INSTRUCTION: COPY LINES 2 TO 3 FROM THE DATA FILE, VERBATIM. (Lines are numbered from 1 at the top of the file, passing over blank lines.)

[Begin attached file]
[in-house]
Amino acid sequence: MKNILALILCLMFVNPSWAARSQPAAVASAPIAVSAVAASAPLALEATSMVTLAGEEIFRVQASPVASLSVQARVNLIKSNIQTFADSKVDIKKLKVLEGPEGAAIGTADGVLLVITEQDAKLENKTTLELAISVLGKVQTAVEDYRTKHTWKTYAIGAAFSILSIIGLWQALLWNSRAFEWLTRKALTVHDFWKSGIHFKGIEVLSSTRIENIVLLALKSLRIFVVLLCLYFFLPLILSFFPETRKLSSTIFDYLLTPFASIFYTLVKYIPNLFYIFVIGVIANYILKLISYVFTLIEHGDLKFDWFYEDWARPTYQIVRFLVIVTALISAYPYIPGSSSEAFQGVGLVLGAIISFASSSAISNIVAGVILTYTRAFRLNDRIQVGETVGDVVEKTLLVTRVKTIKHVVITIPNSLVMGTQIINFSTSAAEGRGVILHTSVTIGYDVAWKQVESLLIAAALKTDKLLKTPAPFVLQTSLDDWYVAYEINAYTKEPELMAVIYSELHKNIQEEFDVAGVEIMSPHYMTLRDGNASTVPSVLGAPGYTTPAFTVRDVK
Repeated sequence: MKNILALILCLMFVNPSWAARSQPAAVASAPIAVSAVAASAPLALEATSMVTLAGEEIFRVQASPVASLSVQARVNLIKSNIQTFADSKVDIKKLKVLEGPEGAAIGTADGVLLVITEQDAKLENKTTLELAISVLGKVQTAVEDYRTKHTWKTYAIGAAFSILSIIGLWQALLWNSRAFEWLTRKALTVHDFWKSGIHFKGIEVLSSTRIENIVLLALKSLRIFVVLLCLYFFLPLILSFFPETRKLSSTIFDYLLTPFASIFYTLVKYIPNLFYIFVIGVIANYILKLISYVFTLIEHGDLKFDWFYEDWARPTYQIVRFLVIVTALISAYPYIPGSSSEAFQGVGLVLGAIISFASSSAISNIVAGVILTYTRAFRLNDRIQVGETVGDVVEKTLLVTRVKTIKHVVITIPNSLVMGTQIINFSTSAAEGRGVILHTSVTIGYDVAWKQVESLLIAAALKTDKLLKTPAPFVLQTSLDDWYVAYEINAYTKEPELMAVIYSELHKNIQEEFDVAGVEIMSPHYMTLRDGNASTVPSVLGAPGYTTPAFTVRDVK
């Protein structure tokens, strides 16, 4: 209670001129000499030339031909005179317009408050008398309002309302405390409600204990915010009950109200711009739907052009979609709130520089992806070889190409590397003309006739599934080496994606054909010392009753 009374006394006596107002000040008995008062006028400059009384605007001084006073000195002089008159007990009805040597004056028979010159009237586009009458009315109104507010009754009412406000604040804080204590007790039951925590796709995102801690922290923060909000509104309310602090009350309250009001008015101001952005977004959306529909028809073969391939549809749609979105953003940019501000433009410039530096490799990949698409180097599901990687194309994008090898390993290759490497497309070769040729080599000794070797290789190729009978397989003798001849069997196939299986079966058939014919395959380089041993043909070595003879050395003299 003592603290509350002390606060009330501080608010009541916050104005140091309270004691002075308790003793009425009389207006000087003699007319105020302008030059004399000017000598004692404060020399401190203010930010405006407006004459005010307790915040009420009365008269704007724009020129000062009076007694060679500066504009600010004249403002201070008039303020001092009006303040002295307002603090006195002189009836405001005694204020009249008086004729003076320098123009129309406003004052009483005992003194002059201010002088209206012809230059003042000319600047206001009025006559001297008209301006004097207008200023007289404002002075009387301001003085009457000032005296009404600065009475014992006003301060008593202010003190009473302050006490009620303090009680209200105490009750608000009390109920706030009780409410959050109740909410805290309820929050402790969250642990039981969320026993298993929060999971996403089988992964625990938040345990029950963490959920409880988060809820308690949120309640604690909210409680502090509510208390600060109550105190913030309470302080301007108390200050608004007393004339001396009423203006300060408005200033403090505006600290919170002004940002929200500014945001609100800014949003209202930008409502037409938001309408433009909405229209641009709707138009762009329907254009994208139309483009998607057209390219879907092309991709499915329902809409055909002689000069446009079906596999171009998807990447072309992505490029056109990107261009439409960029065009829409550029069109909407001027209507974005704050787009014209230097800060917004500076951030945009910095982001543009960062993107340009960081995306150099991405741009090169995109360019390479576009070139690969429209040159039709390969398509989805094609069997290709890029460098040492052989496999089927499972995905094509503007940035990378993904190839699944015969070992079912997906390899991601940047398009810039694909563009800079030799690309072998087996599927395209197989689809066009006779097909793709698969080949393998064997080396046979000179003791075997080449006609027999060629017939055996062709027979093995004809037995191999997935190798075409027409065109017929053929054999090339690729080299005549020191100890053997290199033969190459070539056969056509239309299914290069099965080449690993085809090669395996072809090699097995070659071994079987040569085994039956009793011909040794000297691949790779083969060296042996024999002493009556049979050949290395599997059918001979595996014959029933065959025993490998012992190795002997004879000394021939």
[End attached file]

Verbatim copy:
Amino acid sequence: MKNILALILCLMFVNPSWAARSQPAAVASAPIAVSAVAASAPLALEATSMVTLAGEEIFRVQASPVASLSVQARVNLIKSNIQTFADSKVDIKKLKVLEGPEGAAIGTADGVLLVITEQDAKLENKTTLELAISVLGKVQTAVEDYRTKHTWKTYAIGAAFSILSIIGLWQALLWNSRAFEWLTRKALTVHDFWKSGIHFKGIEVLSSTRIENIVLLALKSLRIFVVLLCLYFFLPLILSFFPETRKLSSTIFDYLLTPFASIFYTLVKYIPNLFYIFVIGVIANYILKLISYVFTLIEHGDLKFDWFYEDWARPTYQIVRFLVIVTALISAYPYIPGSSSEAFQGVGLVLGAIISFASSSAISNIVAGVILTYTRAFRLNDRIQVGETVGDVVEKTLLVTRVKTIKHVVITIPNSLVMGTQIINFSTSAAEGRGVILHTSVTIGYDVAWKQVESLLIAAALKTDKLLKTPAPFVLQTSLDDWYVAYEINAYTKEPELMAVIYSELHKNIQEEFDVAGVEIMSPHYMTLRDGNASTVPSVLGAPGYTTPAFTVRDVK
Repeated sequence: MKNILALILCLMFVNPSWAARSQPAAVASAPIAVSAVAASAPLALEATSMVTLAGEEIFRVQASPVASLSVQARVNLIKSNIQTFADSKVDIKKLKVLEGPEGAAIGTADGVLLVITEQDAKLENKTTLELAISVLGKVQTAVEDYRTKHTWKTYAIGAAFSILSIIGLWQALLWNSRAFEWLTRKALTVHDFWKSGIHFKGIEVLSSTRIENIVLLALKSLRIFVVLLCLYFFLPLILSFFPETRKLSSTIFDYLLTPFASIFYTLVKYIPNLFYIFVIGVIANYILKLISYVFTLIEHGDLKFDWFYEDWARPTYQIVRFLVIVTALISAYPYIPGSSSEAFQGVGLVLGAIISFASSSAISNIVAGVILTYTRAFRLNDRIQVGETVGDVVEKTLLVTRVKTIKHVVITIPNSLVMGTQIINFSTSAAEGRGVILHTSVTIGYDVAWKQVESLLIAAALKTDKLLKTPAPFVLQTSLDDWYVAYEINAYTKEPELMAVIYSELHKNIQEEFDVAGVEIMSPHYMTLRDGNASTVPSVLGAPGYTTPAFTVRDVK